Trigger Point

I had a conversation with a friend where I was triggered, setting off a chain reaction of memories and feelings going way back to childhood. Even though I was trying to be supportive and affirming, my friend criticized my use of words, saying I was no better than her enemies who hurt her and that my gestures of past support were meaningless.

A few days later, I realized my friend was triggered too, but I decided to let her take care of herself while I sorted through my own stuff.

This conversation took me back to childhood, where no matter what I did, it was not good enough. No matter how hard I tried to please him, my father would still criticize, ridicule, or vent his wrath at me. No matter how much I tried to read his mood and say the right thing, he would become enraged in the blink of an eye. And if my work were occasionally exemplary, he would be distressed and try to find a way to belittle meā€”even when I was a small child.

I found many people like him in church. Something about the culture attracts bullies, and conditions people to become childish, demanding, and selfish while others, maybe most, serve as their victims.

So, the Facebook conversation triggered me, and all these memories with long-suppressed feelings exploded in me. I shouted at the top of my voice in front of Sylvia:

“I have given my WHOLE LIFE to helping others. MY WHOLE LIFE, I have tried to help people find healing. MY WHOLE LIFE, I have tried to help the vulnerable. And MY WHOLE LIFE, people have criticized me for not doing it well enough, for not saying it perfectly, for not having tried hard enough.”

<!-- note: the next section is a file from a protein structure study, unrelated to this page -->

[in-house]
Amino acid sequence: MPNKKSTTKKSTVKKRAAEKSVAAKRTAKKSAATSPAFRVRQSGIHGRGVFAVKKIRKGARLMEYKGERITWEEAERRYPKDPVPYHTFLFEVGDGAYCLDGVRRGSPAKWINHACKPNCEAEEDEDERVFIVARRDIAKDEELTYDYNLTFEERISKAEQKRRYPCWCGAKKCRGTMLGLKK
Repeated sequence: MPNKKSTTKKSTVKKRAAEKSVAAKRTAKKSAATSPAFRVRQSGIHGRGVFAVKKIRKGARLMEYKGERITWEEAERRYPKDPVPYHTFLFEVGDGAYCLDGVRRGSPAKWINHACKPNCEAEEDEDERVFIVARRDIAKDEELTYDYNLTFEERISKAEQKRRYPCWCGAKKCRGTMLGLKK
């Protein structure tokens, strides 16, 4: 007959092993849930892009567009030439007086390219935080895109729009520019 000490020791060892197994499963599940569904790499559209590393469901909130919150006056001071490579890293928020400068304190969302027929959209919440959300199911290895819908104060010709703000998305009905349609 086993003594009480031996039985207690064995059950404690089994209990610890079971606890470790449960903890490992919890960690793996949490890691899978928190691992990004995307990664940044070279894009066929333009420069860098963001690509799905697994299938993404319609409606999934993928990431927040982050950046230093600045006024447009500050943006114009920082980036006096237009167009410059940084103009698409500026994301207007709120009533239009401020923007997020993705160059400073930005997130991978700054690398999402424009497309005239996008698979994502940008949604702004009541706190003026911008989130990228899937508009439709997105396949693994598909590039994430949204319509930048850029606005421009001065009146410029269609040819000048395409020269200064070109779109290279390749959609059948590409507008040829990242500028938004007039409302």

I shouted until I lost my voice and was still hoarse two days later.

To those who have harmed me through their dishonest, cowardly, bullying tactics, I say:

“I am ENRAGED at you who called me friend or family. How dare you take my best efforts and toss them aside like used tissue. How dare you mock, ridicule, and gossip about me behind my back.

“I have HAD ENOUGH. I have TRIED ENOUGH! I have GIVEN ENOUGH. You can find someone else to be unhappy with because I’m done with you.

When I fell silent, Sylvia said, “You’re not mad at me, are you?”

“No. Did I scare you?”

“No,” she laughed. “The cat hid under the sofa, but I thought it was sexy.’

I know that none of the individuals I’m addressing will recognize themselves. However, some of my fellow victims will feel needlessly guilty, afraid that I’m angry toward them. Perhaps they should go easy on themselves.

While this was a trigger point, it could be a turning point where I let go of this package of guilt, obligation, rage, and fatigue.

2 thoughts on “Trigger Point

  1. All I can say, David, my friend, is that I have a fellowship that is like Heaven, that is in no way like anything or anyone you’ve described or experienced, and I am so grateful for those wonderful people, it makes me cry just talking about it. And I wish you had that, too. I miss you.


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